More opinions on my writing pour out into the ether with every exhalation, it sometimes seems, and some over the last few weeks from notable sources too. We begin with a review from Lisa Tuttle in no less historic organ than The Times:
“Joe Abercrombie is probably the brightest star among the new generation of British fantasy writers”
Probably? How dare you, madam?
“Abercrombie never underestimates the horrors that people are prepared to inflict on one another, or their longlasting, often unexpected, consequences. I am not the target audience for this sort of story but it hooked me. Abercrombie writes a vivid, well-paced tale that never loosens its grip. His action scenes are cinematic in the best sense, and the characters are all distinct and interestingly different.”
Closely followed by a review from Time magazine’s book critic and geek supremo Lev Grossman:
“Abercrombie writes dark, adult fantasy, by which I mean there’s a lot of stabbing in it, and after people stab each other they sometimes have sex with each other. His tone is morbid and funny and hard-boiled, not wholly dissimilar to that of Iain Banks … Like Fritz Leiber he has a gift for describing hand to hand combat — you can see in your head where the blades are going, what is clanging off what, the sweat, the blood, the banter. And like George R. R. Martin Abercrombie has the will and the cruelty to actually kill and maim his characters … Volumetrically speaking, it’s hard to think of another fantasy novel in which this much blood gets spilled.”
There you go. I am like all the best bits of Iain Banks, Fritz Leiber, and George RR Martin combined. Honest. Lev Grossman says so, so it is fact. I’m reading his book at the moment, as it goes, and muchly enjoying it, of which more in due course. Best Served Cold has also been perused by the star of Dr. Horrible’s Singalong Blog, The Guild, and much more, Felicia Day, also a connoiseur of all things geekly, who tweets:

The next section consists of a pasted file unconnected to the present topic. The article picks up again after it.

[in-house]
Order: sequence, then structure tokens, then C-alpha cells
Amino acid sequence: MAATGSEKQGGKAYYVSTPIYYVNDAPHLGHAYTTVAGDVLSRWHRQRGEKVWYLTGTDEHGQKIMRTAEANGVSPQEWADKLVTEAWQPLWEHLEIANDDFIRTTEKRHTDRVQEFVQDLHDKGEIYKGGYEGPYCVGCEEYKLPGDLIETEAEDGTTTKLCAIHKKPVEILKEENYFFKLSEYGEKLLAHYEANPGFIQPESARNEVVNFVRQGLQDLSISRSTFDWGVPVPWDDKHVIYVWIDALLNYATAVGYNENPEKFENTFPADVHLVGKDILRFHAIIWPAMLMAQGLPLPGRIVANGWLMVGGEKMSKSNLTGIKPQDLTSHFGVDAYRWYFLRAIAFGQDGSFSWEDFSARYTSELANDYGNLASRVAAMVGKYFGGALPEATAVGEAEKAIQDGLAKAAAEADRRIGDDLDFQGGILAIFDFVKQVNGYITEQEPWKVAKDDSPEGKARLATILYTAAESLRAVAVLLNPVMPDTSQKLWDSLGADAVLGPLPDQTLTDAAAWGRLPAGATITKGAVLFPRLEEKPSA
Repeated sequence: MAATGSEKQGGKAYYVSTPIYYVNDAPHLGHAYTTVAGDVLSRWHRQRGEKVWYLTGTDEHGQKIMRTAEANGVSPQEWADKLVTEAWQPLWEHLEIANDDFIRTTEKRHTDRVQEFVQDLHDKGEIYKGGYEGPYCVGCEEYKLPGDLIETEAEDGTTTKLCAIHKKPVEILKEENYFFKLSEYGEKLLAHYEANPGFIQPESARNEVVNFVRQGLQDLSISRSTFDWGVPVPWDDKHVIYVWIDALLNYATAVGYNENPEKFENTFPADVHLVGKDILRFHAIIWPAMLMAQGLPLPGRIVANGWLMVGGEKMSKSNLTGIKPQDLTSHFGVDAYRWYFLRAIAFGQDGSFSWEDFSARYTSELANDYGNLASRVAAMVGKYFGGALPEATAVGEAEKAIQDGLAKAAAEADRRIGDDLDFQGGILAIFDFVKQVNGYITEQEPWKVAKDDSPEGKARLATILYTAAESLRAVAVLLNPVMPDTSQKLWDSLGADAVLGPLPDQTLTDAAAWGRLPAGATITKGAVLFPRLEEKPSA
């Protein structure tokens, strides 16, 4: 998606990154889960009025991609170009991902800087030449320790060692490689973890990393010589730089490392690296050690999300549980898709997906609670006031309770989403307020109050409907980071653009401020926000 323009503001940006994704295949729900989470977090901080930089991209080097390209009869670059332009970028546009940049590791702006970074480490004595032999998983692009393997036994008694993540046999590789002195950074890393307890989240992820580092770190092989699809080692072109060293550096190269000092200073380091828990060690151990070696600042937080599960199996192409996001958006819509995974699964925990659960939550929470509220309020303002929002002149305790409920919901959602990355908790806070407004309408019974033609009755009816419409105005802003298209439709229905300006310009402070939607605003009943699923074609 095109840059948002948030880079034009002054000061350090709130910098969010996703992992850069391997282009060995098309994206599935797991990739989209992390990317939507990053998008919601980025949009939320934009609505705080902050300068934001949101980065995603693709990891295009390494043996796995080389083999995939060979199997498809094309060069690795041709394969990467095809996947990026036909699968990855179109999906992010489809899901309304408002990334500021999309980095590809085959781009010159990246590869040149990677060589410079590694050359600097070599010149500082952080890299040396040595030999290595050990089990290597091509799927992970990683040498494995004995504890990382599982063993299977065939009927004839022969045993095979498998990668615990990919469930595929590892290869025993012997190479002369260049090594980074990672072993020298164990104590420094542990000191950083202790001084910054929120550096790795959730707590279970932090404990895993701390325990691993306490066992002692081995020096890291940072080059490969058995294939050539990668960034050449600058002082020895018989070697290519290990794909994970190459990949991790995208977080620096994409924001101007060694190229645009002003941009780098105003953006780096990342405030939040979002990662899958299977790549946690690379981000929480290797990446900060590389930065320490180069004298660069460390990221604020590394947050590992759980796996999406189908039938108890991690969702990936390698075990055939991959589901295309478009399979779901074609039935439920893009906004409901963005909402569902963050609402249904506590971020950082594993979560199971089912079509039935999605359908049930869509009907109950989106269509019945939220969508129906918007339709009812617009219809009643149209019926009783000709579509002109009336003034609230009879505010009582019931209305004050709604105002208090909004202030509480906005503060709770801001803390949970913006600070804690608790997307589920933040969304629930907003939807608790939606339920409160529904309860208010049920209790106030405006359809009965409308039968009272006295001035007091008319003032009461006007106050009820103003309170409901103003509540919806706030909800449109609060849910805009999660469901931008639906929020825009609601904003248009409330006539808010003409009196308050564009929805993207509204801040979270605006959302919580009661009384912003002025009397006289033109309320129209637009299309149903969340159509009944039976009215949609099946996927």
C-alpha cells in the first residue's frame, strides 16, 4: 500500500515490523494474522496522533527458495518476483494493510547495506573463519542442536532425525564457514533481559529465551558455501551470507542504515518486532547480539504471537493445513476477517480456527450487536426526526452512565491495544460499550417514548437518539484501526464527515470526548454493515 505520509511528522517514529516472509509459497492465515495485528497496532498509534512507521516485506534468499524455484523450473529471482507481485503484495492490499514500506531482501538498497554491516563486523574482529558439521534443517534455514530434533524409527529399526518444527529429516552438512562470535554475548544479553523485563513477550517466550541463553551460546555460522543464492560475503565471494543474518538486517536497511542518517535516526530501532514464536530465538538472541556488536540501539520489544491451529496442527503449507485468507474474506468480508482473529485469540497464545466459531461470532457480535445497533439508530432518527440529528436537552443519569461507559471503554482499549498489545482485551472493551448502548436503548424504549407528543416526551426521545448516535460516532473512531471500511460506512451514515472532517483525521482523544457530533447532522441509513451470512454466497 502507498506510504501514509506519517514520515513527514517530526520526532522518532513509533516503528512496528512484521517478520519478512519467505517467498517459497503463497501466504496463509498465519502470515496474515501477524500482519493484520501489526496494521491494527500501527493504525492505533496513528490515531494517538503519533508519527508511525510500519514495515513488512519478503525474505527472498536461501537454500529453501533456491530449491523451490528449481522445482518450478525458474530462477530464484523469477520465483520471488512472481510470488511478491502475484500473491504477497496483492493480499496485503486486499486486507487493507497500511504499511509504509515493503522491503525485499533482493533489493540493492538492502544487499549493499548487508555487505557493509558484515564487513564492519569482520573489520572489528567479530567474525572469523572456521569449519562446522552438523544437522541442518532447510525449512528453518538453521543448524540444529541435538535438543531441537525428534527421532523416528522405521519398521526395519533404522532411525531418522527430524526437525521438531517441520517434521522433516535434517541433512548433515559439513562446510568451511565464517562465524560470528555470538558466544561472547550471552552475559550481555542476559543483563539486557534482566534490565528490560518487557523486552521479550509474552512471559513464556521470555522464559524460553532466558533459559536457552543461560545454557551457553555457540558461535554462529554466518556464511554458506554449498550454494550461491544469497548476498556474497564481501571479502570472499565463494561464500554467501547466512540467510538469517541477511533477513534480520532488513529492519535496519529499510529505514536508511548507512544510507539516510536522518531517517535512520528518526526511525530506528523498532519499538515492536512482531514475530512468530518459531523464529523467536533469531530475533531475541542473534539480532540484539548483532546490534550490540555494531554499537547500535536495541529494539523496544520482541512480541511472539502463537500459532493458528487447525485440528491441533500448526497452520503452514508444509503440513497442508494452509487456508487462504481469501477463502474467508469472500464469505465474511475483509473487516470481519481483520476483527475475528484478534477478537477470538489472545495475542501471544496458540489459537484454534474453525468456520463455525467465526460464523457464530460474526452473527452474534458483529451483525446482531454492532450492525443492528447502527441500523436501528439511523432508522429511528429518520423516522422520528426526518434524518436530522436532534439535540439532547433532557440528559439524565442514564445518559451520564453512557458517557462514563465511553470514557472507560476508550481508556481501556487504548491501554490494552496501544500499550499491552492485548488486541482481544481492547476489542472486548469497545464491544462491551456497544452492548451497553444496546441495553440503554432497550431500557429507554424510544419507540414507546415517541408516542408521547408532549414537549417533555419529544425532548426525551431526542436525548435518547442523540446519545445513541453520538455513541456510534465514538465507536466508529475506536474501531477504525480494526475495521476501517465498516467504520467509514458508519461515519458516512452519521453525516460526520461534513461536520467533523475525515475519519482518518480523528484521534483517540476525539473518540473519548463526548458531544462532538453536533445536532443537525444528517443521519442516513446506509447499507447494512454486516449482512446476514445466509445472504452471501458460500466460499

“OMG Joe Abercrombie’s Best Served Cold is out today and its great! LOVE his “First Law” Trilogy. Hard-edged, gritty fantasy at its best!”
Seems like a throwaway line, but I am shocked to be informed that whenever she twitters it reaches over a million people. That is some internet muscle right there. Probably that’s more people even than my blog reaches, if you can believe it.
But it’s not all champagne and oysters over here, oh no. I have always undertaken to provide the world with both sides of the coin, the rough with the smooth, the bad reviews with the good, and so to a consideration of The First Law trilogy from Jonathan Goodwin, Assistant Professor of English at the University of Louisiana, Lafayette. I will quote its searing conclusion:
“A book, presumably written during this decade, which seems to specifically invoke various doctrines of power and the exercise thereof, and which prominently features torture, might be said to be a political allegory malgre lui. To extend this would take me to into the type of quasi-Zizekianism that I warded away earlier; but I think it’s there. I hear echoes of the Drurian Strauss in some of the discussions of power and (not to) the people, and what popular revolt there is in the novel is eaten or led by the Eater. Vaguely pregnant with meaning, this.”
Oh, man, he made mincemeat of me! Or, at least, he might have, if I had the foggiest clue what the hell he was talking about.